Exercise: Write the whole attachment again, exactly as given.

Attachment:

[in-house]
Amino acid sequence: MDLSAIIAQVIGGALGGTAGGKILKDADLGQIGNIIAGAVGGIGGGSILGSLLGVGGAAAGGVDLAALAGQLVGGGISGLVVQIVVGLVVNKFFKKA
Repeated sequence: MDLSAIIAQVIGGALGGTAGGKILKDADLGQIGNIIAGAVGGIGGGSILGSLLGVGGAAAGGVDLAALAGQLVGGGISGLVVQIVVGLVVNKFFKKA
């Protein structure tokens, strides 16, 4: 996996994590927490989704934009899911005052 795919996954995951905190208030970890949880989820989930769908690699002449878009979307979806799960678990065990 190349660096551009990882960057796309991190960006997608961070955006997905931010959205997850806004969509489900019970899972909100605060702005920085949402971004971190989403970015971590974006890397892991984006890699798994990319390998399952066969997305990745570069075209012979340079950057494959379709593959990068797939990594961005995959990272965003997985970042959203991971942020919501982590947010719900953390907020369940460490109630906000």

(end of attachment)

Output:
[in-house]
Amino acid sequence: MDLSAIIAQVIGGALGGTAGGKILKDADLGQIGNIIAGAVGGIGGGSILGSLLGVGGAAAGGVDLAALAGQLVGGGISGLVVQIVVGLVVNKFFKKA
Repeated sequence: MDLSAIIAQVIGGALGGTAGGKILKDADLGQIGNIIAGAVGGIGGGSILGSLLGVGGAAAGGVDLAALAGQLVGGGISGLVVQIVVGLVVNKFFKKA
């Protein structure tokens, strides 16, 4: 996996994590927490989704934009899911005052 795919996954995951905190208030970890949880989820989930769908690699002449878009979307979806799960678990065990 190349660096551009990882960057796309991190960006997608961070955006997905931010959205997850806004969509489900019970899972909100605060702005920085949402971004971190989403970015971590974006890397892991984006890699798994990319390998399952066969997305990745570069075209012979340079950057494959379709593959990068797939990594961005995959990272965003997985970042959203991971942020919501982590947010719900953390907020369940460490109630906000």